Presentation on theme: "1. Engineers shall not undertake technical assignments for which they are not qualified by education or experience." To do so would be "faking it." This."— Presentation transcript:
1. Engineers shall not undertake technical assignments for which they are not qualified by education or experience." To do so would be "faking it." This would be unfair, since the quality of the work would be inferior. Engineer's Obligation to Employers/Clients By applying the codes of ethics, an engineer earns the trust and respect of his clients and employer.
2. Engineers shall approve or seal only those plans or designs that deal with subjects in which they are competent and which have been prepared under their direct control and supervision." To profess confidence in a project or product with which one is unfamiliar would be dishonest and potentially dangerous should any problems arise with that product 3. Engineers may coordinate an entire project provided that each design component is signed or sealed by the engineer responsible for that design component." This is an elaboration on the previous rule.
4. Engineers shall not reveal professional information without the prior consent of the employer or client except as authorized or required by law." Such "professional information" does not belong to the engineer, but rather to the client or employer. Thus, disclosure of this information would be like giving away something that does not belong to you. 5. Engineers shall not solicit or accept valuable considerations, financial or otherwise, directly or indirectly, from contractors, their agents, or other parties while performing work for employers or clients." This is commonly known as bribery or conflict of interest.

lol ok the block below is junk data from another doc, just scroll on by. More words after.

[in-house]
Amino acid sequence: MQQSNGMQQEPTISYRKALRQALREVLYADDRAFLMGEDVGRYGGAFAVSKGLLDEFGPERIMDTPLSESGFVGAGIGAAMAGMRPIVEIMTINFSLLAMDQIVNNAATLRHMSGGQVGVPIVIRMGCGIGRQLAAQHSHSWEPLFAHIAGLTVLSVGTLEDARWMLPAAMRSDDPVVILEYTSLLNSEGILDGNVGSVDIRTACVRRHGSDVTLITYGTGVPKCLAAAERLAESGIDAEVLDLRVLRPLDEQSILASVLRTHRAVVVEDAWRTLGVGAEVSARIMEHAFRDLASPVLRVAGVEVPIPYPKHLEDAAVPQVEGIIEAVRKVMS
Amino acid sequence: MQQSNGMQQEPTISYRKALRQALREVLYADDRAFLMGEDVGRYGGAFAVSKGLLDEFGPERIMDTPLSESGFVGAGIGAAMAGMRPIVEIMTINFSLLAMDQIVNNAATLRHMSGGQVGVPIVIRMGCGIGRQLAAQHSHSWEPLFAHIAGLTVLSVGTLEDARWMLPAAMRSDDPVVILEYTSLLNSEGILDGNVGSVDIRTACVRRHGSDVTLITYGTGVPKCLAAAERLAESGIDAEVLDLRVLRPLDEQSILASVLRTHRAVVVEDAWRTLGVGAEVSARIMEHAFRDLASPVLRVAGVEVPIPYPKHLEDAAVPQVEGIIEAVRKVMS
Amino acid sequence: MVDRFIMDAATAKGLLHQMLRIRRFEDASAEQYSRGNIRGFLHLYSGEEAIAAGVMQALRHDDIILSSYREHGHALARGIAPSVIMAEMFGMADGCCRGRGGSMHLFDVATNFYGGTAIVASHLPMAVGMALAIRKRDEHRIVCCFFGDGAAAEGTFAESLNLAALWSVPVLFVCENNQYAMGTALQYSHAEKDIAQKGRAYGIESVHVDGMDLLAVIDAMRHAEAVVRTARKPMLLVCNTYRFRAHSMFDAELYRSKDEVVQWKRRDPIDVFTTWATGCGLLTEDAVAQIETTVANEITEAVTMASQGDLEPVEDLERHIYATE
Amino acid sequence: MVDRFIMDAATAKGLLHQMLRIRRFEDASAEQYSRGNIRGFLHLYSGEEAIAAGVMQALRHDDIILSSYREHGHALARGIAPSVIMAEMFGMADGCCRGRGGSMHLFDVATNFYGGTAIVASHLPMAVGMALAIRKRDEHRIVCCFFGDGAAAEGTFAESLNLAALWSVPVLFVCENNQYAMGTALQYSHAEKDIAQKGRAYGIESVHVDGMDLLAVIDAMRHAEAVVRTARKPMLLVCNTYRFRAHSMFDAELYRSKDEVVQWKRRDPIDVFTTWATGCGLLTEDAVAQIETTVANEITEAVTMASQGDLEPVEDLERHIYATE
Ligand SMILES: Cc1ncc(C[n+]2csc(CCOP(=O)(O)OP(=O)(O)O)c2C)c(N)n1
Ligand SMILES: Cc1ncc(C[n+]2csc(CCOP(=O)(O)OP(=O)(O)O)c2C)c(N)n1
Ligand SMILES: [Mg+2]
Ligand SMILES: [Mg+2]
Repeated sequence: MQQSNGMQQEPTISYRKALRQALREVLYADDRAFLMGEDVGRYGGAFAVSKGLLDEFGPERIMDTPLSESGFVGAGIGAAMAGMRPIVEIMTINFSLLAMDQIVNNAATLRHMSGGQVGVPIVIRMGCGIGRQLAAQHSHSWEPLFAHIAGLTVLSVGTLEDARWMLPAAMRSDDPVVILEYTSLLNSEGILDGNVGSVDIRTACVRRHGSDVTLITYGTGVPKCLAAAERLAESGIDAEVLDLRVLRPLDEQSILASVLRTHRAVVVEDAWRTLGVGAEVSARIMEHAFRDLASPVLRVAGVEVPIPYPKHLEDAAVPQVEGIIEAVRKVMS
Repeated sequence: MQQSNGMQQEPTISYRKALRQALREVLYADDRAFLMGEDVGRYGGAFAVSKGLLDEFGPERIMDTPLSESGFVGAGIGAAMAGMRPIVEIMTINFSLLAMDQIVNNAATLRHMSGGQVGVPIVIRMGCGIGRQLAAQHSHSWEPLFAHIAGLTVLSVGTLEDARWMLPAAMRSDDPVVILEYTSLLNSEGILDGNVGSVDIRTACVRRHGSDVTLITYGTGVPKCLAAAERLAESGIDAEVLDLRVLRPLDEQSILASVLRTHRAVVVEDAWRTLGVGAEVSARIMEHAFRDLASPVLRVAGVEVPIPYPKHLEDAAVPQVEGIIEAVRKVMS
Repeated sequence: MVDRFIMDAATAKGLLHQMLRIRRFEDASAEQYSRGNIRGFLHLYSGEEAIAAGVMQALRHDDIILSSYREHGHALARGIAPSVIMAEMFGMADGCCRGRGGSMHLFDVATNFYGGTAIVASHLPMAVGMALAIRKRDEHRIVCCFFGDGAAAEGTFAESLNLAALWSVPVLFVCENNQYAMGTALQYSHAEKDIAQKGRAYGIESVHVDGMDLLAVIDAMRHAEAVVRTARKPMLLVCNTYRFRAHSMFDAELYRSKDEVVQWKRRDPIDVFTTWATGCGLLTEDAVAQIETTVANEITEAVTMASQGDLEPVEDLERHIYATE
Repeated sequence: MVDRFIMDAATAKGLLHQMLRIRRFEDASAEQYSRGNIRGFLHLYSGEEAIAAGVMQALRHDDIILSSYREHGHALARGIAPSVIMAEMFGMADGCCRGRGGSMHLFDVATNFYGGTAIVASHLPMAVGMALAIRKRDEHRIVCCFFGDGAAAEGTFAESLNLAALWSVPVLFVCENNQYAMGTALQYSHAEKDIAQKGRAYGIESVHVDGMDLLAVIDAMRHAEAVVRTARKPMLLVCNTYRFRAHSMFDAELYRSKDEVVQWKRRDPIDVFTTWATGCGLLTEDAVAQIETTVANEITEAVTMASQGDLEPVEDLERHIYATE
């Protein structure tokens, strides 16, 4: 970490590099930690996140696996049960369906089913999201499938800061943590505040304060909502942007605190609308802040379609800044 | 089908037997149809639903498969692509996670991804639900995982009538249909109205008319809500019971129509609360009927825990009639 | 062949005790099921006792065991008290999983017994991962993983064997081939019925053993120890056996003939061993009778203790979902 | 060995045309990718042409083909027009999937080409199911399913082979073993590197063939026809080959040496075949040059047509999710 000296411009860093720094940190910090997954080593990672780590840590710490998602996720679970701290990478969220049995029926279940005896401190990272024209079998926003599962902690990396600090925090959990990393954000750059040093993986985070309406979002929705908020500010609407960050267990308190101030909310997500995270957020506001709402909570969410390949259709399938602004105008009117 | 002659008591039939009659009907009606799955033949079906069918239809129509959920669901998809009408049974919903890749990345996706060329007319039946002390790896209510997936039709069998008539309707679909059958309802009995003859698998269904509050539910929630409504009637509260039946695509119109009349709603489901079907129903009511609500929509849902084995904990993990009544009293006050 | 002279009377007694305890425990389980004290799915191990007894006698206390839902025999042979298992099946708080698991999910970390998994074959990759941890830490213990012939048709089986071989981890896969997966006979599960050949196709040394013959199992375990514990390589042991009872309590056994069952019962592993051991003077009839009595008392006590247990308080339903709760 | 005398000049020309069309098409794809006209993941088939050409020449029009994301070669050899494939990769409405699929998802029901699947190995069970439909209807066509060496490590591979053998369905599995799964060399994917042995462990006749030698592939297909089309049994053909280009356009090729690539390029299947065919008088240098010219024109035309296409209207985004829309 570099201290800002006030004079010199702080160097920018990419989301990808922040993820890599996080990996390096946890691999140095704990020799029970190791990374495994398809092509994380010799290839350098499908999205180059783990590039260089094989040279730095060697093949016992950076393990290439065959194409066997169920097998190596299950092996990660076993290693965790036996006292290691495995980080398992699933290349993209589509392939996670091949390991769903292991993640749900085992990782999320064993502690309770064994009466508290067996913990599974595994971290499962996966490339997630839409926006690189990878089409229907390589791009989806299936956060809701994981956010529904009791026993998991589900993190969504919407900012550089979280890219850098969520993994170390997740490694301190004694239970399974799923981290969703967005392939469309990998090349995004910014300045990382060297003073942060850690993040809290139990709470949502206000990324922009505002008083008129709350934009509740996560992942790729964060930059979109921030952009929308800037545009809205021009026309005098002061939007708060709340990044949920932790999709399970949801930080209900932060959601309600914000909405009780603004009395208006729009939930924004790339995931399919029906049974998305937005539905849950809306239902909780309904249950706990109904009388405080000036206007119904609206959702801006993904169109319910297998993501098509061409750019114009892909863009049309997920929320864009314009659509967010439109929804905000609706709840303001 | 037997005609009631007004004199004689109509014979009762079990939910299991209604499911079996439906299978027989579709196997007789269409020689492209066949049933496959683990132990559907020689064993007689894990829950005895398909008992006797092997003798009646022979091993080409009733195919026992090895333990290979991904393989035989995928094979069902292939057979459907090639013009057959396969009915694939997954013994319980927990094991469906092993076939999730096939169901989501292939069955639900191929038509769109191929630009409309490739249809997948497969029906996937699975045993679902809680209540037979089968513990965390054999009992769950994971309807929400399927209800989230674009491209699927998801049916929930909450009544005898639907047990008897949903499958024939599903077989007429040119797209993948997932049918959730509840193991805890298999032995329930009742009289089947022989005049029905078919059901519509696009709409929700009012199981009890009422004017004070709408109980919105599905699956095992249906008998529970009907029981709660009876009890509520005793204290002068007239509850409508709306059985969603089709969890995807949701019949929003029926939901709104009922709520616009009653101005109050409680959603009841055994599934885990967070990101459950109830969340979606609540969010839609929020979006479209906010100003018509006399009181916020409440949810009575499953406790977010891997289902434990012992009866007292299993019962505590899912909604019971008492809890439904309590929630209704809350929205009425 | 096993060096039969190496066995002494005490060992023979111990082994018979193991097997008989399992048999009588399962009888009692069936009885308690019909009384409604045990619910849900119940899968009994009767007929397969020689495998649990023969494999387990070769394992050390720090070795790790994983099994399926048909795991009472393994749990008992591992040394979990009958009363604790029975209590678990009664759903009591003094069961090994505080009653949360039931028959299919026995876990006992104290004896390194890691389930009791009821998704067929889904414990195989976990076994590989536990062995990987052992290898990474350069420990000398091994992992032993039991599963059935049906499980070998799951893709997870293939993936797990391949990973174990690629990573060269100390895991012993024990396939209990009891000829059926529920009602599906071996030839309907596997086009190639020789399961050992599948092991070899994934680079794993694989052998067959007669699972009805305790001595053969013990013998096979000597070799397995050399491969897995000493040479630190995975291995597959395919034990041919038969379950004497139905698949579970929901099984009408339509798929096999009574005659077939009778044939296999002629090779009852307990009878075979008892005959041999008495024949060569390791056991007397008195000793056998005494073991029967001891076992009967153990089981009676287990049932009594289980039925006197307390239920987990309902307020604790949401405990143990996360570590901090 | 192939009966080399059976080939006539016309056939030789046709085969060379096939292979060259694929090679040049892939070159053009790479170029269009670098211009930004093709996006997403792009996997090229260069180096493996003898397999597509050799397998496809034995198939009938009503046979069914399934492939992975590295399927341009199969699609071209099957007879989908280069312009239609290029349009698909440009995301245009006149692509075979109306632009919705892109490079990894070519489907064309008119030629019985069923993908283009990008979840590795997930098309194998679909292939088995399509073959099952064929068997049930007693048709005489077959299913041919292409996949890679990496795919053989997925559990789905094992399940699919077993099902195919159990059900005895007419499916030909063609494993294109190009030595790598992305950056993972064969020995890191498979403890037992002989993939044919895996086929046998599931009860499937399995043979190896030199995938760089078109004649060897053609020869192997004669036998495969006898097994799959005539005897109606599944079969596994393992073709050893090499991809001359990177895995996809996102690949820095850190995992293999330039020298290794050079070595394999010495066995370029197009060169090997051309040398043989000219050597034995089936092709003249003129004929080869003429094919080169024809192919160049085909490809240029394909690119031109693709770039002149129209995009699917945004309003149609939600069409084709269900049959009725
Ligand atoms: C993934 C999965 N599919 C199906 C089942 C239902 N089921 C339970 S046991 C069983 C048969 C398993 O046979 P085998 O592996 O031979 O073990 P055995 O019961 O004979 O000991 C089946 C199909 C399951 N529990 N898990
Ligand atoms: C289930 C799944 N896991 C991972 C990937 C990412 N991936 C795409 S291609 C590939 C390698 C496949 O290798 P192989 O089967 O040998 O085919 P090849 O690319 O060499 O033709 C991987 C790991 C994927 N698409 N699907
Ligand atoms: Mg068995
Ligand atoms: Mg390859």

6. Engineers shall disclose to their employers or clients potential conflicts of interest or any other circumstances that could influence or appear to influence their professional judgment or the quality of their service." Both clients and employers have a right to know of these things. It is also in the best interest of the engineer's professional reputation to make these things known. 7. An engineer shall not accept financial or other compensation from more than one party for services rendered on one project unless the details are fully disclosed and agreed to by all parties concerned." This would be an obvious case of conflict of interest.
8. To avoid conflicts of interest, engineers shall not solicit or accept a professional contract from a governmental body on which a principal or officer of their firm serves as a member. An engineer who is a principal or employee of a private firm and who serves as a member of a governmental body shall not participate in decisions relating to the professional services solicited or provided by the firm to the governmental body." Another case of conflict of interest.